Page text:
March 31, 2020 at 9:51 pm PDT | by Brody Levesque
Garcetti orders additional business and institution closures, city-wide rent freeze

Taking action in response to numerous complaints, Los Angeles Mayor Eric Garcetti ordered temporary closure of all Farmer’s Markets in the city Monday. One of the busiest of those markets in Brentwood, had drawn condemnation from the daughter of former California Gov. Arnold Schwarzenegger. “The farmers markets in Brentwood still being open seems like a huge issue when it comes to social gatherings,”Katherine Schwarzenegger tweeted Sunday.

Pictures of the market published by various LA media outlets showed crowded stalls as people shopped without maintaining the required 6 feet of separation.

During his daily press briefing on Monday, Garcetti said that Farmers markets will be temporarily closed, and would only be allowed to reopen if they submit a plan to show how crowds can be controlled. The mayor noted that may mean requiring a single entry and a single exit, among other measures.

On Tuesday after Garcetti’s order, Schwarzenegger responded, “I am sure there could be better protocol that would allow the markets to stay open during this time. As a Brentwood girl, thru & thru, I want nothing more than to keep the people in our neighborhoods safe, including the people selling goods at farmer’s markets,” adding, “All I am asking the Mayor to do, is find a HEALTHY and SAFE way to support local farmers, allow people to buy and sell goods and keep everyone happy, without the overcrowding that many of us saw on Sunday. The overcrowding puts everyone at risk, increasing the spread of COVID-19.”

Schwarzenegger defended her initial Sunday tweet on Tuesday morning saying, “For all those who are upset about my farmer’s market tweet- let me clarify by saying I love farmer’s markets, my family and I go every Sunday and buy a lot of our food for the week. I would never want to prevent farmers and small business owners from making money EVER.”

Seeking cooperation of Angelenos to adhere to the requirements of the public health crisis directives has been a challenge for Garcetti as well as Los Angeles County and other jurisdictions. During his Tuesday press briefing the mayor noted that over 540 non-essential businesses had been visited by city designated ‘business ambassadors’ and later 144 by the Los Angeles Police Department to ensure compliance with the Safer-At-Home Public Health order.

Garcetti reiterated that any business that fails to comply would be referred to the City Attorney for further action or possibly face having their water and power shut off. As of Tuesday the mayor said 4 businesses had been referred for prosecution.

Garcetti also announced Monday that due to the financial uncertainty and high sudden unemployment of thousands of workers many furloughed by the pandemic, landlords would not be allowed to increase the rent for hundreds of thousands of apartments in the city.

“Rent will stay the same. This is a common sense action on top of the eviction moratorium that will help folks stay in their homes and make ends meet.” Garcetti said.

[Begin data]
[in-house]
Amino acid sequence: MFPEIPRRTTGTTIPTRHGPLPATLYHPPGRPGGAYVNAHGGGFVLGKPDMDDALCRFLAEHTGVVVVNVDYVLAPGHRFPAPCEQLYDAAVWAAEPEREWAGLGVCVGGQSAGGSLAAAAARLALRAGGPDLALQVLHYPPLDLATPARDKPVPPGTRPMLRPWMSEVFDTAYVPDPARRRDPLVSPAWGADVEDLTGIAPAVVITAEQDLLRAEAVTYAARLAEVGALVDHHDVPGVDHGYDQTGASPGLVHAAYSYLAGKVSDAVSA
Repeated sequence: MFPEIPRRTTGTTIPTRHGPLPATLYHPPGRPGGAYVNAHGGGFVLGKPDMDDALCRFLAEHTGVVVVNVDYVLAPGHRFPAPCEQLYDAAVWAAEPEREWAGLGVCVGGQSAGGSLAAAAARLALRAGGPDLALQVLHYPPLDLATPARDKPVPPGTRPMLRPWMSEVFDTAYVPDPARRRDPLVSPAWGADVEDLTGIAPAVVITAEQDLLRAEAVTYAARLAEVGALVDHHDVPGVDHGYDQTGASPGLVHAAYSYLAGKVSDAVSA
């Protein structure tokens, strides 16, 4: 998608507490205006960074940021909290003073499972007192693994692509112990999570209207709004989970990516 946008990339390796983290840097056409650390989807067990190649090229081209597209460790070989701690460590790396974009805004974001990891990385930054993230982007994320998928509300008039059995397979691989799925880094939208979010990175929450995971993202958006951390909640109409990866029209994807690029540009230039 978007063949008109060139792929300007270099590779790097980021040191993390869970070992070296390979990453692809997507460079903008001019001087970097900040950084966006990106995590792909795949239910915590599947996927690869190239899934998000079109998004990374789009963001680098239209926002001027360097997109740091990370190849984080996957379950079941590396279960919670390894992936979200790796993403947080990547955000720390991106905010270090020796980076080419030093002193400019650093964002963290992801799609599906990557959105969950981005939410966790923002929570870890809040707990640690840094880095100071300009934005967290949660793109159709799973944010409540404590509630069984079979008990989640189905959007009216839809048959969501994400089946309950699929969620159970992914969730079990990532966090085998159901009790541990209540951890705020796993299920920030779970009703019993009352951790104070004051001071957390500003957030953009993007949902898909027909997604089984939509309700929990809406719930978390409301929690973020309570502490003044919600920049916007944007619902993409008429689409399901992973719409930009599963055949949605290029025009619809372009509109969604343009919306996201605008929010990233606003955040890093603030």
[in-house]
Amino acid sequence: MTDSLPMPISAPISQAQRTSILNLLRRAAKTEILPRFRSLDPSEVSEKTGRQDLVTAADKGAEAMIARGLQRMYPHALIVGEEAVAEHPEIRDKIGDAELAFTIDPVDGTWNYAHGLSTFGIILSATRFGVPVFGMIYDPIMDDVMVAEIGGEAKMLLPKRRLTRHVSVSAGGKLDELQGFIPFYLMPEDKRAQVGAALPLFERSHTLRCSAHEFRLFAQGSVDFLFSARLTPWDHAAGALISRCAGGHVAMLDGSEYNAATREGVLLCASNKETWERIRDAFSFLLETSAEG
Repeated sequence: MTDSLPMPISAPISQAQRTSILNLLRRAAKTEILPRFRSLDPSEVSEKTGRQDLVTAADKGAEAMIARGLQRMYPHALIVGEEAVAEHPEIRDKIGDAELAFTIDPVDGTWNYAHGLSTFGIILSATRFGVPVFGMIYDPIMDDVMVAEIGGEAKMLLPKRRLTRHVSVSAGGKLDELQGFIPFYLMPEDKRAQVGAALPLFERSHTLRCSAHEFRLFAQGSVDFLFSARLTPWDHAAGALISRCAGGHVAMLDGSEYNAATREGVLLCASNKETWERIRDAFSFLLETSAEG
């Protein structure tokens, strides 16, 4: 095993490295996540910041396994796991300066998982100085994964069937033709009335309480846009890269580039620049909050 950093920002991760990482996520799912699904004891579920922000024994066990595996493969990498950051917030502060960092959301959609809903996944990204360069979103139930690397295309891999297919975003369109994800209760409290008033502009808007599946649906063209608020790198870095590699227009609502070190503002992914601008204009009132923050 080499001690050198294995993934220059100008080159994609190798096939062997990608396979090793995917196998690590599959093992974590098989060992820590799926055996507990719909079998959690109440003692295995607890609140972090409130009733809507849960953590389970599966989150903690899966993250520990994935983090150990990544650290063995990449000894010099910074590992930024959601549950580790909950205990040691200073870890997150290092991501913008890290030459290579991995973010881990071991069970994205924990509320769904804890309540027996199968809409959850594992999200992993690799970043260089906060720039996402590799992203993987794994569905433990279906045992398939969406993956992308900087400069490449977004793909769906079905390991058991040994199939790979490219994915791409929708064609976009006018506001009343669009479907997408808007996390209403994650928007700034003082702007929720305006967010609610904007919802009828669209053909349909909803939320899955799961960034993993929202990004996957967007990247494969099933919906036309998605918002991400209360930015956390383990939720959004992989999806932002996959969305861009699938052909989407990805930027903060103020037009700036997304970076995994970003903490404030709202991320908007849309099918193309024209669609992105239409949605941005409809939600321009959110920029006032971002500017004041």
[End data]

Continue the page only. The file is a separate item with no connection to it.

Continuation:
The announcement covers about 624,000 apartments that fall under the city’s rent stabilization program, according to city statistics. the Los Angeles Times reported.

During Tuesday’s daily COVID-19 press briefing by Los Angeles County officials, Dr. Barbara Ferrer Director of The Los Angeles County Department of Public Health, (LACDPH), told reporters that the first case of a healthcare worker who died from the novel coronavirus in Los Angeles County was confirmed by her department though no details were provided other than the deceased was over the age of 60.

Ferrer added that LACDPH also confirmed that there were 10 new deaths and 548 new cases of COVID-19. According to Ferrer Six of the 10 deaths reported today occurred in people over the age of 65, two between 41– 65 years old; and two between 18 – 40 years old. All had reported underlying health conditions except for one individual between 18-40 years old.

She stated that over the past 48 hours there were 890 new cases, but pointed out that as more testing is made available these numbers would be expected to rise.

“This is the highest daily number of deaths we’ve reported to date, and our hearts go out to every family who has experienced loss related to this pandemic,” Ferrer said. “Though we expect to continue to see a rise in positive COVID-19 cases and sadly, deaths in the weeks to come, it is crucial that we continue to stay home as much as possible, practice social distancing if we must go out for essential services, self-isolate when we are sick, and self-quarantine if exposed to someone who is sick. We are all in this together.”

County officials also noted that street-level clinical workers will commence visiting the city and county’s numerous homeless encampments, and they are getting ready to begin administering tests.

In other developments, 900 motel and hotel rooms have been secured as isolation and quarantine sites for people who are homeless. Additionally 13 homeless shelters have now opened, and are 95 percent at capacity.

In a letter released late Tuesday afternoon, the California Superintendent of Public Instruction Tony Thurmond stated that the state’s public schools are unlikely to reopen to complete this academic school year.

“Due to the current safety concerns and needs for ongoing social distancing it currently appears that our students will not be able to return to school campuses before the end of the school year,” Thurmond wrote.

As of Tuesday, Los Angeles County had recorded 3,011 confirmed cases of COVID-19 and 54 deaths.

Total U.S. Coronavirus Cases:
March 1 – 89 cases and on March 31 – 186,258 cases as of 10PM ET

Total U.S. Coronavirus Deaths:
March 1 – 2 deaths and on March 31 – 3,816 deaths as of 10PM ET

Source: CDC and NBC News

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